Florencia Milito [Poems]

[alert type=»blue»]Editor’s note: «Color Haiku» and «Villanelle for Henry Darger» first appeared in 27 Hours, published by Kearny Street Press.[/alert]


  1. Color Haiku
  2. Villanelle for Henry Darger
  3. On Ernst Ludwig Kirchner’s forest graveyard
  4. Ode to Astoria

Color Haiku

para papá, City of Hope, Los Angeles

tiny, petulant blue flame
morphs into a wren

In the hospital:
hazy sunlight, rubber trees
red, saber-toothed dreams

Remember, papá?
from walnut shells and paper
floated white sailboats

As they wheel you in
your gray oyster eyes widen
a final hurrah

In the Zen garden:
the yellow carps glide, just are
turtles, alert, watch

A single brown duck
among the carps and turtles
just drifting, drifting

Lime-green humming bird
coy, speckled sprite waltzing by
halting, in delight

Under this purple
tree, an old jacaranda
daydream of allá

Anarchists, dreamers
divining owls of Spirit,
a lone white lily

Odd, forest-green tree
the little prince’s baobab
holds me in its eye

When the moment comes
the mind, upset, numbs itself
drifting violet clouds

Sweet forgetting, wired
even of wild mauve terror
song making in birds

Lulling childhood breeze
Vivaldi’s blue violins
I succumb to sleep

City of glaciers,
windswept, a swinging blue door
a lone chair, waiting

And what of envy?
green lymphocytes waging to
no breath or avail

Oh, insanity!
yellow waking from the clocks
calling the bluff of

When you first awake
time on a white horse gallops
an old man, content

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Villanelle for Henry Darger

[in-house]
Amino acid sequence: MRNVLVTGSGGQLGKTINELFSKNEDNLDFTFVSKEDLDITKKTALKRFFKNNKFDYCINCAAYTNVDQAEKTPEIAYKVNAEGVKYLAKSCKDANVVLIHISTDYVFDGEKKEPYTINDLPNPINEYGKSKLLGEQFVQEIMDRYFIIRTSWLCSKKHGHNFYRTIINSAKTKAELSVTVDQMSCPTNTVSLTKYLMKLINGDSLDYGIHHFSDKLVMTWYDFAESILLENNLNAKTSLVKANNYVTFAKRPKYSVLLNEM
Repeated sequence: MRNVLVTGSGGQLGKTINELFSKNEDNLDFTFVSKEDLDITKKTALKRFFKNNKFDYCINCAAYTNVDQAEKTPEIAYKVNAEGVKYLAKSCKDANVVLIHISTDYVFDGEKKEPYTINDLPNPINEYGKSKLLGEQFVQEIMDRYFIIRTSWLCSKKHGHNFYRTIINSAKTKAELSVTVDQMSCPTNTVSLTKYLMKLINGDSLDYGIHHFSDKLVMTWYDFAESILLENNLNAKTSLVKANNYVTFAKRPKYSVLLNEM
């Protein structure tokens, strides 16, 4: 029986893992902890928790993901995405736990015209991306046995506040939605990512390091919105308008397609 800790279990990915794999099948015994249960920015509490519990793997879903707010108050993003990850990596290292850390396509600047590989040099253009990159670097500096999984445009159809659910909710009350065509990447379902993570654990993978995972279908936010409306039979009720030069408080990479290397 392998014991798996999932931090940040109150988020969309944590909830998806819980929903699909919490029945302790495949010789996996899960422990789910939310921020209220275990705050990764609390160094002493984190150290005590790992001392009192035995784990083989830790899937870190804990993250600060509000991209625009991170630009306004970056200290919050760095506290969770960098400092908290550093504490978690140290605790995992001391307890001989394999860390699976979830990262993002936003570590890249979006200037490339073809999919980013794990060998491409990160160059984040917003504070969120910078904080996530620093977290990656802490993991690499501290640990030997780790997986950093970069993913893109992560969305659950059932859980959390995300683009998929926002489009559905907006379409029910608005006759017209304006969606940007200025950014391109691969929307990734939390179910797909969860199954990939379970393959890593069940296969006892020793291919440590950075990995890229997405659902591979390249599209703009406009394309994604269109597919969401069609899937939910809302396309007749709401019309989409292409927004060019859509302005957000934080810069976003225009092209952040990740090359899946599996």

He carries dandelions in his head,
a whole expansive field of them.
By day a janitor, they said.

Fluffy clouds to count like sheep in bed,
glorious lions’ manes to crown the stems.
He carries dandelions in his head.

He swept and scrubbed, polished for his bread.
The children played, hid behind their mothers’ hems.
By day a janitor, they said.

At night a secret, lone mission led
to pleat the folds of sky, to stitch its gems.
He carries dandelions in his head.

A celestial housekeeper instead,
writes now among the dandelions, nibbling on their stems.
He was a janitor, they said.

No one knew he drew and wrote and read,
polished the bright moon, pleated the sky’s hem.
He carries dandelions in his head.
By day he was a janitor, they said.

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On Ernst Ludwig Kirchner’s Forest Graveyard

Gravity is our answer
to mortality,
the contours meant
to keep life
(and death)
at bay.
Instead of imitation
I offer you these
rolling hills
of imagination:
inchoate, emerald
winding paths
and a sense
of the cosmic,
because, yes,
this too is
a graveyard suite:
but here within
the yellow-green
womb and
rolling hills
there’s little need
for stilted suits
and mannerisms.

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Digital StillCamera

Ode to Astoria